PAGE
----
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Hurricane Sandy - new weaker storm to hamper recovery possible next week


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#181 packerfan10

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Posted 02 November 2012 - 12:02 AM

A few of todays model runs have shown yet another strong Northeastern type system hitting the coast. Not to much talk of it but its something that will needed to be watched. In the first slide you can see the system start off the coast of South Carolina. It moves over the Atlantic and explodes over Massachusetts in the second slide.

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#182 Sir_Fragalot

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Posted 02 November 2012 - 12:15 AM

I've lost power in both seasons for extended periods (over a week) and heat is far worse. I don't know what a PA summer would be like but try 10 days with 100+° and 1,000,000% humidity. I could barely take it, and that's not nearly as bad as it would be deeper south. Not to say that the two weeks I was out of power during an ice storm years ago didn't suck, but the heat is way more miserable without power IMO.

Ouch, yeah that would suck. On a good PA summer day it's like 90 max with maybe 90% humidity until the storm passed then it would drop and about 75 at night.
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#183 Blaster man

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Posted 02 November 2012 - 12:44 AM

Thanks for the info packerfan10! Below are a couple of forecasts I found. I trust the capital weather gang (as mentioned at the start of this thread) to not sensationalize. Compare their forecast to the "accuweather" one. That's why when they said that Sandy was going to be bad, I believed it.

http://www.washingto....html#pagebreak

New Nor’easter may hit East Coast next week

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Another storm is exactly what the mid-Atlantic and Northeast coast don’t need. But the European Centre Medium Range Forecast (EURO) model is forecasting exactly that this time next week.

The EURO, which sniffed out Sandy 8 days before it hit, shows an area of low pressure developing off the Georgia/South Carolina coast the night of the election (November 6), and then moving up the coast into New England by Wednesday night.

NOAA’s Hydrometeorological Prediction Center leads its extended forecast discussion with the headline:

...NOR’EASTER POSSIBLE FOR MID-ATLANTIC/NEW ENGLAND STATES BY ELECTION DAY INTO NEXT THURSDAY...

The simulated storm - while much weaker than Sandy - shows moderate rains and gusty (not damaging) winds in the same areas hit so hard earlier this week. It also shows some potential for snow on the interior.

These conditions would obviously hamper clean-up efforts in areas afflicted by Sandy’s coastal flooding and raise the seas again, but to a much lesser degree.

The U.S. GFS model also simulates a storm in that time frame, but it stays far enough out to sea to mostly spare the mid-Atlantic before curving inland in southern New England.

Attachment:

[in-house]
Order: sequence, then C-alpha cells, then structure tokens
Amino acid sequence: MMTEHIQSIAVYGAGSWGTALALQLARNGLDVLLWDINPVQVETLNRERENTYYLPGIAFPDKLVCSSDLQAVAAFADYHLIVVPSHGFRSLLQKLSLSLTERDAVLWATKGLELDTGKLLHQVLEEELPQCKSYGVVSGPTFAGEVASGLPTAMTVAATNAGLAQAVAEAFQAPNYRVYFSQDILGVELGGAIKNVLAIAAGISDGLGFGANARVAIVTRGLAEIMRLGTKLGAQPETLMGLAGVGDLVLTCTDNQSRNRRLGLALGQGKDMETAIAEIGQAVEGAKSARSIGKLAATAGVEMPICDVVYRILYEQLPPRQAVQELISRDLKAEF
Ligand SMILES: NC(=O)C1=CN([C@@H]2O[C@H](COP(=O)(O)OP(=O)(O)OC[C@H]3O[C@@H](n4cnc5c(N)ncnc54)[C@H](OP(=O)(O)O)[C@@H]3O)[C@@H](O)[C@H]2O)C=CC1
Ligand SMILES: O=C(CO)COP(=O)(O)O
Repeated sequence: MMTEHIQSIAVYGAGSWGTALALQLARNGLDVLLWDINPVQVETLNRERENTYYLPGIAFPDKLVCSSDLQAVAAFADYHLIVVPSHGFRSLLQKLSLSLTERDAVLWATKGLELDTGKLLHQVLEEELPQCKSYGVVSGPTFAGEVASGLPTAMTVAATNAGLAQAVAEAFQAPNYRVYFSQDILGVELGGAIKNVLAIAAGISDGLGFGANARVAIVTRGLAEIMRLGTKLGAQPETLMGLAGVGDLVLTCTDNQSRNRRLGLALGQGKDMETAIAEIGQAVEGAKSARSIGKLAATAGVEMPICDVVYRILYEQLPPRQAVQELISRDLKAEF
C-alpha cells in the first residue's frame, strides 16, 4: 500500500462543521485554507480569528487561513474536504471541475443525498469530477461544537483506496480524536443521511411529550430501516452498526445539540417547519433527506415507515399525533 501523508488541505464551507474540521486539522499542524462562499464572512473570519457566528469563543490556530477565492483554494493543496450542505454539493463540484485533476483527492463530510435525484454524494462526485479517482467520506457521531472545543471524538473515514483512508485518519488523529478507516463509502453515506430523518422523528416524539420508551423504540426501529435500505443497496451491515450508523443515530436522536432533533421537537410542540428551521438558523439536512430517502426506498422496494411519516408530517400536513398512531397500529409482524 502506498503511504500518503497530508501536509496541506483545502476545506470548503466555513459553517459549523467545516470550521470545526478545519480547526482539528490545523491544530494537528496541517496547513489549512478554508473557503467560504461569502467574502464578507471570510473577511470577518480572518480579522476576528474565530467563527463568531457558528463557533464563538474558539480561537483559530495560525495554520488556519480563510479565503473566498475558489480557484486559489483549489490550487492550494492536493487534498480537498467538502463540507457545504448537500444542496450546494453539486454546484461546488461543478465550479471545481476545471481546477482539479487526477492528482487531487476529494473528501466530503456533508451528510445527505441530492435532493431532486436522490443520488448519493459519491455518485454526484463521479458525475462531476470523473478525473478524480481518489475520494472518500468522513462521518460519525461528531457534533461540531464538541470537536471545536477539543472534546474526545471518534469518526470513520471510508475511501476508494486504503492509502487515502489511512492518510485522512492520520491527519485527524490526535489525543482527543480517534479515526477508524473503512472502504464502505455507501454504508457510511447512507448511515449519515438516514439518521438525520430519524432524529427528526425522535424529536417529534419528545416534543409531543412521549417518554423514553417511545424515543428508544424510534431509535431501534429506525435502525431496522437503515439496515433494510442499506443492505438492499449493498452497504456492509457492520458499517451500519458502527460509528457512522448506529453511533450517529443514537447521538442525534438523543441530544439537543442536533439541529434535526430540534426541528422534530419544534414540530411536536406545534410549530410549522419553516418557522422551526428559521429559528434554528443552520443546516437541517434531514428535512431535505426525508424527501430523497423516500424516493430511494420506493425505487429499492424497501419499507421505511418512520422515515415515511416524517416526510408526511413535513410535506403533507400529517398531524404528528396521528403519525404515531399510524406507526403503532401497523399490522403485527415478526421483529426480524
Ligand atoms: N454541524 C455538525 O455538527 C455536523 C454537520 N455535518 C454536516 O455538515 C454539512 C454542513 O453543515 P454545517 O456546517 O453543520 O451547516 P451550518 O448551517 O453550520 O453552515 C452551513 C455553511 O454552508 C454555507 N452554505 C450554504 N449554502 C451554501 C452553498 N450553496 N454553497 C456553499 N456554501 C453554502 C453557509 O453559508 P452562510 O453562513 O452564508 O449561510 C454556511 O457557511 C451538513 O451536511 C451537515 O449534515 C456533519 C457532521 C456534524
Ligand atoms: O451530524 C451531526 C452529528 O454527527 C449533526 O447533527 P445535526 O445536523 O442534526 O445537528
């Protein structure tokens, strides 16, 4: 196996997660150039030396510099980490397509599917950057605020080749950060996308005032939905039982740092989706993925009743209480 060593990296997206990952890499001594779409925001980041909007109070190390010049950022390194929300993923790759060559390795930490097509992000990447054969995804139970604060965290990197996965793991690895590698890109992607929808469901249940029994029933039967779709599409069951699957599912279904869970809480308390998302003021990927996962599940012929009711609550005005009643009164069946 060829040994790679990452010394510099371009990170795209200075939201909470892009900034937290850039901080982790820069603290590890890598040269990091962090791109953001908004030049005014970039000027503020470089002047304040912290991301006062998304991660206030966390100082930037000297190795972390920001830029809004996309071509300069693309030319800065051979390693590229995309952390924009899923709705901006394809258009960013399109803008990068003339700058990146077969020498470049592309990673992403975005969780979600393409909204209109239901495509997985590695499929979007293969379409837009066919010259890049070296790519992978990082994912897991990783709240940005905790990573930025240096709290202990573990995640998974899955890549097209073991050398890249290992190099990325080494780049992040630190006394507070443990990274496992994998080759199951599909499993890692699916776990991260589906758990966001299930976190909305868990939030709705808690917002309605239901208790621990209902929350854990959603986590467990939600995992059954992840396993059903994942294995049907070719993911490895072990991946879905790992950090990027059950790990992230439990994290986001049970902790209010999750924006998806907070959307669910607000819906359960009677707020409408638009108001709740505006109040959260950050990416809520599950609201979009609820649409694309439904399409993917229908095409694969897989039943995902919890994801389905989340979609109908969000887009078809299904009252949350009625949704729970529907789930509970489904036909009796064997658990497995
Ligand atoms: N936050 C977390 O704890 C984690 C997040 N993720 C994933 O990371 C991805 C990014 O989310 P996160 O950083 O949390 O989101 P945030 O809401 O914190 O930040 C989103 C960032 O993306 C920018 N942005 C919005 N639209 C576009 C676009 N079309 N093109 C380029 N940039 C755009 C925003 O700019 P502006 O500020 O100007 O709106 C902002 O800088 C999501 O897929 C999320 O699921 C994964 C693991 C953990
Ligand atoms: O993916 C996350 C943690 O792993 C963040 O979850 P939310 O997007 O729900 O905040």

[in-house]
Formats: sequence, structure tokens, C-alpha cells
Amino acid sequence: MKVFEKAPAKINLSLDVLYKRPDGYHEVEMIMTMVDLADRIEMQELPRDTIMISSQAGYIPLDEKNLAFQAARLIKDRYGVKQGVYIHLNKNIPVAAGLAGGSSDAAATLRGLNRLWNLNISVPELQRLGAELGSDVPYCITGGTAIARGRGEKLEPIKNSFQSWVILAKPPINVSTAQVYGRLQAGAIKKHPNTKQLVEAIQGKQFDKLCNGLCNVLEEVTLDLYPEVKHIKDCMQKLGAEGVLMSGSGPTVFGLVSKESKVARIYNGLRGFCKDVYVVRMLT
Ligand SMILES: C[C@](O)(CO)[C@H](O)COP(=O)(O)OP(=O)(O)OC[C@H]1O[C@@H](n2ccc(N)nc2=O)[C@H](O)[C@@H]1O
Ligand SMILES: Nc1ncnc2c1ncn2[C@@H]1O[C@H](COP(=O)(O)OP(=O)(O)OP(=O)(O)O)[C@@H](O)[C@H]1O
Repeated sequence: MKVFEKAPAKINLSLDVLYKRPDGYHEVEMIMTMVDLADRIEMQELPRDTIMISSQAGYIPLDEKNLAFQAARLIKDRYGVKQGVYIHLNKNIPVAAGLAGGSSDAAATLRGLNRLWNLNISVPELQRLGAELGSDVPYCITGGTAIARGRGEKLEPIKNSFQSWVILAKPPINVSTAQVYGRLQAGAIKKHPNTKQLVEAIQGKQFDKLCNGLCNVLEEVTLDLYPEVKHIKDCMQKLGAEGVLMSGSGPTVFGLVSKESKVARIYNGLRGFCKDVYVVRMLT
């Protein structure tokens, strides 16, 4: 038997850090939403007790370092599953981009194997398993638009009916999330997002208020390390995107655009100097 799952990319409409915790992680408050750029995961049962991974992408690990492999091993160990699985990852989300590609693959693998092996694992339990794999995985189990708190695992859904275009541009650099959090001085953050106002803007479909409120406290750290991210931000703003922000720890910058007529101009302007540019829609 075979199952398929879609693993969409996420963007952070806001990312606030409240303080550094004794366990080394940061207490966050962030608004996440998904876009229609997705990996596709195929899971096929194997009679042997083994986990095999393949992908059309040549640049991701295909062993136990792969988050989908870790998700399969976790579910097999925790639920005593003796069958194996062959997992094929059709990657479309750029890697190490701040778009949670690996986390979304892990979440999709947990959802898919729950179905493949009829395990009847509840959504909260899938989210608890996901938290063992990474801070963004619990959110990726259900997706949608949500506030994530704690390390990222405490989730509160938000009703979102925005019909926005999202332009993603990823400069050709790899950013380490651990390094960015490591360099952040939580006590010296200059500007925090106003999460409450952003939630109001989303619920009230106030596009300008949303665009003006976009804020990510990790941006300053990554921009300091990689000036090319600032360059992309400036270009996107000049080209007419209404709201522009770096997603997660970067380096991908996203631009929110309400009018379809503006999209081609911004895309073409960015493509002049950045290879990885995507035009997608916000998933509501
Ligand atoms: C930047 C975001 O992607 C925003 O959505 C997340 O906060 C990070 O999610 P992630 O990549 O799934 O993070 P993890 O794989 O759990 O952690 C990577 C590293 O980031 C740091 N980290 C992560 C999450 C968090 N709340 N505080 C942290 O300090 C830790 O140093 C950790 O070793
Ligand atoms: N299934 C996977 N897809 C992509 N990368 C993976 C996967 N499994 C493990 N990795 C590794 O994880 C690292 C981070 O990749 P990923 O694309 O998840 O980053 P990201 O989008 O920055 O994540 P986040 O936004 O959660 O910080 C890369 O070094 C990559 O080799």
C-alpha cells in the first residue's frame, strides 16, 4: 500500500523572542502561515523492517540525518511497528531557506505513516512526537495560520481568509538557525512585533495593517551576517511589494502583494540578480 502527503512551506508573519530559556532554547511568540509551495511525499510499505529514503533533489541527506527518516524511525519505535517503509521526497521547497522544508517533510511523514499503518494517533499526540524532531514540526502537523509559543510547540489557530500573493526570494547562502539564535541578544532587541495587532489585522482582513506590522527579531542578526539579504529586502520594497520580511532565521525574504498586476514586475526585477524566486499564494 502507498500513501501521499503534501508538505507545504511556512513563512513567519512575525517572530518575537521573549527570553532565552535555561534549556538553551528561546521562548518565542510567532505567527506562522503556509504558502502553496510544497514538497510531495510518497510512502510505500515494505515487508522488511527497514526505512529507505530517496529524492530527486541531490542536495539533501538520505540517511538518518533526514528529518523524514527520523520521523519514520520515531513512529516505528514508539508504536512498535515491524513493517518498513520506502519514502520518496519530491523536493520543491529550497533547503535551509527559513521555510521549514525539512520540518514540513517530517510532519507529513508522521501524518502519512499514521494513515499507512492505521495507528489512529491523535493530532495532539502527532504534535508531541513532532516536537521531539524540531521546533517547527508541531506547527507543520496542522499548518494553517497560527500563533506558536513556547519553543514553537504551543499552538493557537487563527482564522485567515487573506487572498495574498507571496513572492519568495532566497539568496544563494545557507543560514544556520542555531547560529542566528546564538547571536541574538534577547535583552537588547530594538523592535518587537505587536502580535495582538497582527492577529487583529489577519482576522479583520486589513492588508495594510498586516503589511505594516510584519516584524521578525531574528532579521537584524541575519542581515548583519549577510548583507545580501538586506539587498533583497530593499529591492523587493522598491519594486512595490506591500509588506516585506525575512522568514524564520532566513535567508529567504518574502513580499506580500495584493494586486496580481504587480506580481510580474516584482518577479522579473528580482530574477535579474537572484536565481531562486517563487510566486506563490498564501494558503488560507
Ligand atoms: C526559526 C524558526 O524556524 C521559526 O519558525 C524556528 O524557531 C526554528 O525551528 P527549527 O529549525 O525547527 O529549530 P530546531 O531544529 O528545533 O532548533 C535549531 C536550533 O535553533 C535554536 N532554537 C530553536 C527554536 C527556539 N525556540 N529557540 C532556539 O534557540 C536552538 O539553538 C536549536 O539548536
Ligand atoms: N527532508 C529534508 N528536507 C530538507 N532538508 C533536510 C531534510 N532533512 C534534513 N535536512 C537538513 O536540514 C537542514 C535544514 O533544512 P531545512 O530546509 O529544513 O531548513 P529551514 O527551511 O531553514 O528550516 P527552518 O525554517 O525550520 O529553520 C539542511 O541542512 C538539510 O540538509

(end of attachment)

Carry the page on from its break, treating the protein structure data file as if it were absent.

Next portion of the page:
Exact track details and, thus, the localized impacts of the storm are not possible to pin down at this range. But once again, the overall pattern shows the potential for a storm that would bring wind, rain, and inland snow to parts of the mid-Atlantic and/or Northeast.


------------------------------------------SEPARATOR--------------------------------------------------


http://www.accuweath...-is-a-big/44753

More and more signs are pointing toward a major storm along much of the Atlantic Seaboard next week, meaning a wind-whipped snow for some areas and wind-driven rain for others.

The storm could rank right up there with the Christmas Weekend Blizzard and could hit part of the same area, or different areas farther inland. No matter what, it looks like a "big deal."

While the storm will have its nasty moments over the Rockies, Plains and part of the Midwest this weekend into early next week, it will be at its worst along the Atlantic Seaboard, where it is forecast to markedly strengthen. Arctic air building into the Northeast will also be a major factor in the big storm that will unfold.

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Storm Track(s)

The key for what the weather will be in your area is the exact track of the storm.

A track along or just inland of the coast would bring rain over the eastern Carolinas and even a wintry mix into the I-95 corridor of the mid-Atlantic. This track would dump heavy snow, perhaps on the order of 1 to 2 feet, over the Appalachians. Snowfall rates would be intense with perhaps 1 to 3 inches per hour.

A track just off the coast would bring the heaviest snow to the I-95 cities and the beaches, as we have seen before, thus sparing the Appalachians the worst.

It is also possible the storm could swing out off the southern Atlantic coast, then hook back in over the Northeast with a more complex precipitation pattern.

No matter which way the storm tracks, it looks like big trouble for the Atlantic Seaboard next week, not only for the U.S., but all the way to Atlantic Canada.


What Will the Storm Bring to Me?

In the worst-case scenario, which may not be that far on the extreme end with this storm, an all-out blizzard may hit some inland areas, while a period of strong onshore winds could lead to coastal flooding.

If some places get heavy rain on top of the thick blanket of snow on the ground, everything from urban flooding to roof collapses could occur.

No matter what the storm brings to various locations along the Atlantic Seaboard next week, it will lead to major travel disruptions, closed schools, blown budgets and perhaps life-threatening conditions.

The storm has the potential to shut down some major highways and ground flights, stranding motorists on the road and airline passengers at airports.

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Atmospheric Dynamics

The storm promises to be potent due to plenty of moisture and energy from a lingering large temperature contrast. The excess moisture slamming into the cold sea of air in the Northeast will yield intense precipitation.

A storm rolling southeastward along the Rockies this weekend will dip toward the Gulf of Mexico early next week. As it does, it will grab moisture from the relatively warm waters.